Tuesday, April 24, 2012

Some things are sacred...

This may be my first serious blog post ever.

I spent most of my life avoiding all things World War II. In my head it was compartmentalized: "Pearl Harbor" - "Nazis/Concentration Camps" - and the "Hollywood Movie" version, which never held a lot of appeal to me.

Then I got on a WWII literature kick; a fascination began and I couldn't get enough. I had to know - how did IT happen?


My WWII reading didn't start with The Book Thief but it's definitely the book that made me open to reading more. I connected with it emotionally in a compelling way. Since then, I've read WWII books set in Germany, UK, The Netherlands, Poland and Japan, and I have more to read set in Sweden, Italy, and France. Every country has a different tale to tell. But what about THE country? I needed the facts. I needed to wrap my brain around it. I needed: 

I decided to listen to the audio (and it's a good thing I did because this thing was COM.PRE.HEN.SIVE! and I don't know if I could have made it through the printed version.) At 57 hours, it was a humdinger - and it took me 6 months to complete. I was in Germany last week, and decided to visit Dachau concentration camp outside of Munich. In an eerie coincidence of timing, I was listening to the concentration camp portion of Rise and Fall while I was on the train on the way to the camp. It was all quite fresh in my mind. But nothing can prepare you for this: 

For thousands of innocents (and a few select not-so-innocents) this was the last glimpse they had of freedom. A harbinger of unimaginable suffering and certain death. Starvation; torture; utter humiliation and complete loss of dignity.
Jews, prisoners of war, and others deemed inferior by Nazi Germany were sent to Dachau or other concentration camps, and literally worked to death.
Maybe they got a spoonful of food a day. Maybe they had a pair of shoes that fit. Maybe they didn't.

After my 57 hours of Hitler's Germany, thousands of pages of fiction and non-fiction and a visit to Dachau, I can't say I'm any closer to understanding how IT happened, but this is the impression I'm left with.

Do I think anybody cares? Or will even read this? I don't know, but like so many before me, I need to get it out.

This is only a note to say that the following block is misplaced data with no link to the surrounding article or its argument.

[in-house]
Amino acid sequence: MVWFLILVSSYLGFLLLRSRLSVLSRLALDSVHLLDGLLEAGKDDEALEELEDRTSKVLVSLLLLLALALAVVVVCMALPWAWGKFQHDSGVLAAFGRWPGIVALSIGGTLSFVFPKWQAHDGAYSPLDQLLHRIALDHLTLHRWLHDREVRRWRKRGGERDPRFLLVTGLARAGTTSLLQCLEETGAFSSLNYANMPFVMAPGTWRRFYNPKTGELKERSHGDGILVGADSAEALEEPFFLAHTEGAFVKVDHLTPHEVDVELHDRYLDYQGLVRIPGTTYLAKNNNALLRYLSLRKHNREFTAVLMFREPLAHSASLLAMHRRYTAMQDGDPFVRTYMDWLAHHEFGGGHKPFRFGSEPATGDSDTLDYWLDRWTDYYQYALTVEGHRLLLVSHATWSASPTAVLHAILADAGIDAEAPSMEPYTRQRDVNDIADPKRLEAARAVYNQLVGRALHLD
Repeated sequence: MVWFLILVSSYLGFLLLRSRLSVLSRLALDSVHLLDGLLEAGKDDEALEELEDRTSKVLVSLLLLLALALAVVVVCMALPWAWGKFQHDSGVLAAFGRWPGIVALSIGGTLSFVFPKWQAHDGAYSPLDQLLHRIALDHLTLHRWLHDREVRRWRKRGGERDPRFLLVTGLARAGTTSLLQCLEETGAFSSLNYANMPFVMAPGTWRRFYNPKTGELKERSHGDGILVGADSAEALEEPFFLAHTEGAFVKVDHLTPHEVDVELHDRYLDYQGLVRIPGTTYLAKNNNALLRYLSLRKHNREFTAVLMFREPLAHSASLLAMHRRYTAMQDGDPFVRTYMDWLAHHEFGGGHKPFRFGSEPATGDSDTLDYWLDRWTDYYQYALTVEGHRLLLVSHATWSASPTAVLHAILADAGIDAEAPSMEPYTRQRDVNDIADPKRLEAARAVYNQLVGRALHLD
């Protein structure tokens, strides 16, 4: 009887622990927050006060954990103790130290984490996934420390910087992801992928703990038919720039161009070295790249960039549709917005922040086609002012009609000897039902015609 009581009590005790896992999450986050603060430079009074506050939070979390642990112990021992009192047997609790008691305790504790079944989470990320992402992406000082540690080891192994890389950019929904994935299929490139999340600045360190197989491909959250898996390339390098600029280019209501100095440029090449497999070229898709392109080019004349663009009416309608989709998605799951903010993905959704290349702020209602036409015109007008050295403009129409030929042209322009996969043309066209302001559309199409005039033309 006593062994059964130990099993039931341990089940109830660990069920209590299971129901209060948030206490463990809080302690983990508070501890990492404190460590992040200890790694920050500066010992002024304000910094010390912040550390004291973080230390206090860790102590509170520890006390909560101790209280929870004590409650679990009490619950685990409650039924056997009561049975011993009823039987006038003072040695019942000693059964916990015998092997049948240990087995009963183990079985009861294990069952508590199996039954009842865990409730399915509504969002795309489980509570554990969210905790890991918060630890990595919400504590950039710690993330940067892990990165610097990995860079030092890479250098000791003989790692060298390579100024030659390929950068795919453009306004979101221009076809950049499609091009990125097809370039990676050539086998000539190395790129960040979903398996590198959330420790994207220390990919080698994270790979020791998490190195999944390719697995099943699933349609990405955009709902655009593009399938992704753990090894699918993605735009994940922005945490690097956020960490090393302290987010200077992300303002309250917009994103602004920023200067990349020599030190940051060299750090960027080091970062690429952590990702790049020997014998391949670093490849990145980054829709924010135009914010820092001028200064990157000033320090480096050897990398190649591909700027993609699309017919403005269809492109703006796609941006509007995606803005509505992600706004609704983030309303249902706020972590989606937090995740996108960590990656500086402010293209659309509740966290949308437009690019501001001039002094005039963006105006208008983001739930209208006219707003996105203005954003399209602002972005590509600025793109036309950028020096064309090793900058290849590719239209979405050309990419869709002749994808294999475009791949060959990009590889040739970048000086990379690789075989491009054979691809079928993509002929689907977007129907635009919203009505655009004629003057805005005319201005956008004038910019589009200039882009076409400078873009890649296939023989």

{I'll caveat this, as I always feel I need to do ... I love Germany. I love Germans. I love Jewish people and Jewish culture.}

At the end of the first World War, Germany had a bruised ego. Along comes Hitler ... and he tells the German people, "We are the master race" and they are all "Fucking A we are." And they got behind him. Not all of them, for certain, but enough of them.

I always thought of Hitler as pure evil and I'm just not sure that's accurate. He was bat-shit crazy. A complete nutter. A sociopath? a psychopath? a severely mentally ill individual.  On top of that he was probably a genius and he was a brilliant orator. He knew how to whip his people into a froth - a "furor" - a frenzy; and get them to buy-in to his whack-job ideas. Hitler told everybody EXACTLY WHAT HE WAS GOING TO DO right from the start. So when you ask, how did IT happen?, you kind of have to answer ... the world let it happen.

One of the most important things I've learned in recent years is - when somebody tells you exactly what they are going to do, you have to believe them. That may sound simple, but our desires get in the way of "the truth." There were so many times Hitler could have failed, but he just kept going.

Here's a question I asked myself: Was the rest of the world eager to be rid of the Jews? Did they let Germany do their dirty work? Or - maybe we were just gun shy having just come out of WWI. Whatever the reason, the world is as much to blame for what happened in Nazi Germany as Nazi Germany is - in my opinion.

Dachau is a memorial today.

It's still and quiet.  Sanitized.

I felt nauseous the whole time I was there. 

There is a convent onsite and the nuns constantly pray for atonement.  Dachau today is designed to atone.
But there is no atonement for those people.  All we can hope is that the atoning that's being done, for what was done, can help prevent it from happening again.

NEVER. AGAIN. Not there, not anywhere.

America is so often criticized for sticking our noses in where it doesn't belong.  I believe that had we gotten involved in what was happening in Germany sooner, we could have saved thousands, perhaps millions of lives.  Maybe that is part of why we got involved in Vietnam in the way that we did.  It had only been 20-something years since WWII ... maybe we were scared of THAT happening again.  (And please forgive my ignorance on the topic of world history - I may be saying things that are completely "duh" - but I was absent a lot in high school.)

Maybe we are Team America: World Police because somebody needs to be.

Because this:

 can never happen again, and this:

should never have happened in the first place.

I've often wondered why so many books and movies are set in World War II.  And sure, there is plenty of material from it.  What I think, after my personal WWII journey, is that the writers and the artists and the movie makers; the readers, the visitors, the students - we are all trying to process what is ultimately not processable.  And I think that's fine.  We should never assimilate this.

One of the survivors from Dachau created this sculpture.    I think it speaks for itself.


Care Burpee said...

Excellent post, Nicole. Like seeing so many of the things we have been discussing on PBT, but with pictures added.

You spoke fervently and the pictures magnify your words-perfect.

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